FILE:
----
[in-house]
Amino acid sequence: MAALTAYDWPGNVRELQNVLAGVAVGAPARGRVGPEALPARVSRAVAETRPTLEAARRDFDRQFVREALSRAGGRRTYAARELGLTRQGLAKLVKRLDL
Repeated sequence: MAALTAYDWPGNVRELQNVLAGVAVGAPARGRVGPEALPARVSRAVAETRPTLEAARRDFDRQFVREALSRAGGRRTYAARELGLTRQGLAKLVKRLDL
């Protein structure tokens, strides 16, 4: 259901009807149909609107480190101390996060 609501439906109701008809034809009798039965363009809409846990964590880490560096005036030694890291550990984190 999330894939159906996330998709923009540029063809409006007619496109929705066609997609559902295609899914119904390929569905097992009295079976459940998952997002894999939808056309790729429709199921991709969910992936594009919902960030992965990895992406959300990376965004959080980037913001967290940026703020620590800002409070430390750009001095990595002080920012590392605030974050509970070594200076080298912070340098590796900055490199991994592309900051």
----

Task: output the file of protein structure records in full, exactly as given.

[in-house]
Amino acid sequence: MAALTAYDWPGNVRELQNVLAGVAVGAPARGRVGPEALPARVSRAVAETRPTLEAARRDFDRQFVREALSRAGGRRTYAARELGLTRQGLAKLVKRLDL
Repeated sequence: MAALTAYDWPGNVRELQNVLAGVAVGAPARGRVGPEALPARVSRAVAETRPTLEAARRDFDRQFVREALSRAGGRRTYAARELGLTRQGLAKLVKRLDL
């Protein structure tokens, strides 16, 4: 259901009807149909609107480190101390996060 609501439906109701008809034809009798039965363009809409846990964590880490560096005036030694890291550990984190 999330894939159906996330998709923009540029063809409006007619496109929705066609997609559902295609899914119904390929569905097992009295079976459940998952997002894999939808056309790729429709199921991709969910992936594009919902960030992965990895992406959300990376965004959080980037913001967290940026703020620590800002409070430390750009001095990595002080920012590392605030974050509970070594200076080298912070340098590796900055490199991994592309900051």